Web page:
Search/Rescue training turns into real thing

"The trip was wonderful until we broke down."

April 15, 2010 

What started out as a routine training mission for the Madera County Sheriff's Search & Rescue team last Wednesday turned into the real deal with the rescue of Freida Worley, 72, of Coarsegold and her 23-year-old grandson, Drew Christiansen.

Every year the search and rescue unit's snow team conducts four or five snow rescue training missions, and three deputies and five volunteers were doing just that on April 7 near Clover Meadow above Bass Lake. The group was heading home at about 1 p.m. when they found an abandoned Polaris Razor, a two-seat utility vehicle, in the middle of Beasore Road.

Volunteer Steve Arata and his 14-year-old son Chase, spotted Worley sitting on the side of the road near Jones Store, about 10 miles above Bass Lake. Arriving on the scene shortly after was retired Madera County Sgt. Chuck Bump. Bump used to be the head of the search and rescue unit and now works summers in the high country.

Worley told Bump she owned property just a quarter mile past Jones Store.

Bump strapped her on his snowmobile and he, along with Deputy Roy Broomfield -- driving another vehicle -- drove on, eventually picking up her grandson.

Bump said part way down the hill, he asked Worley if she needed a rest and she said "press on."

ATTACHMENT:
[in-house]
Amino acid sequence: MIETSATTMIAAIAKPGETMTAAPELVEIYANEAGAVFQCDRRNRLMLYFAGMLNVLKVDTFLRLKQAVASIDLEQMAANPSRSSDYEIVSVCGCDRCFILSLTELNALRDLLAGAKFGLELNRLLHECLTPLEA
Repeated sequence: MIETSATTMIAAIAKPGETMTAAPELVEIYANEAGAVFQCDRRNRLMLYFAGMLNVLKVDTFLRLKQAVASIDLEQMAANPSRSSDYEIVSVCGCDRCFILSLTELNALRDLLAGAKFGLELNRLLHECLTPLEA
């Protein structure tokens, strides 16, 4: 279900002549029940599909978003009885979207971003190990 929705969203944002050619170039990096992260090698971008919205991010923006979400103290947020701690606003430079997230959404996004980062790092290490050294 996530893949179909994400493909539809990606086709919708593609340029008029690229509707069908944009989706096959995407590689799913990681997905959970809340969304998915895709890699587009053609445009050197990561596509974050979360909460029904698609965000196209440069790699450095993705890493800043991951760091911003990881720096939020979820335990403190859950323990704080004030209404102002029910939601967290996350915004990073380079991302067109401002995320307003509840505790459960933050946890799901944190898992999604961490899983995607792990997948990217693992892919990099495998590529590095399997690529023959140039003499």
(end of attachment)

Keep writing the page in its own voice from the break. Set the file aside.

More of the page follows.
For 65 years, Worley had never seen the family's 10-acre property and summer cabin in the snow and decided April 7 would be the day. She and her grandson, a helicopter flight instructor in Fresno, decided to make the trip and started up Beasore Road at 10 a.m. They broke down at 11 a.m. and were found at 1 p.m.

"The trip was wonderful until we broke down about an hour later just a quarter mile from the property," Worley said. "We knew we had to get help and that our cell phones would not work up there. "Drew didn't want to leave me but since he can walk 10 times faster than me, he started down Beasore Road."

Worley attempted to walk down the road but she kept sinking up to her knees in the snow and stopped, too exhausted to continue.

"I must have taken a little nap, because I didn't even hear those people drive up," Worley said.

Worley and Christiansen reunited with Rene Christiansen, Worley's daughter and Christiansen's mother, , at the bottom of the hill.

"I think she was in worse shape than me from worrying about us," Worley said. Worley tried to give money to Bump but he told her "we don't take cash, but I do accept hugs."

Worley has since showed her appreciation by making a donation to the search and rescue team.

"The ride was worth it, and everyone was so nice to us," she said.

"You don't know how happy I was to see you," Worley told Bump when they reunited this past Saturday at Bass Lake. "He could have given me a ticket for parking in the middle of the road and I wouldn't have cared."

Worley said the good Lord was looking out for her April 7.

Sheriff John Anderson said their timing couldn't have been better.

"Our rescue team not only engaged in a good training mission ... it's because of that training mission we were able to reach her when we did ... more than likely saving her life."

-- Erica Stewart, sheriff's department public information officer, contributed to this story

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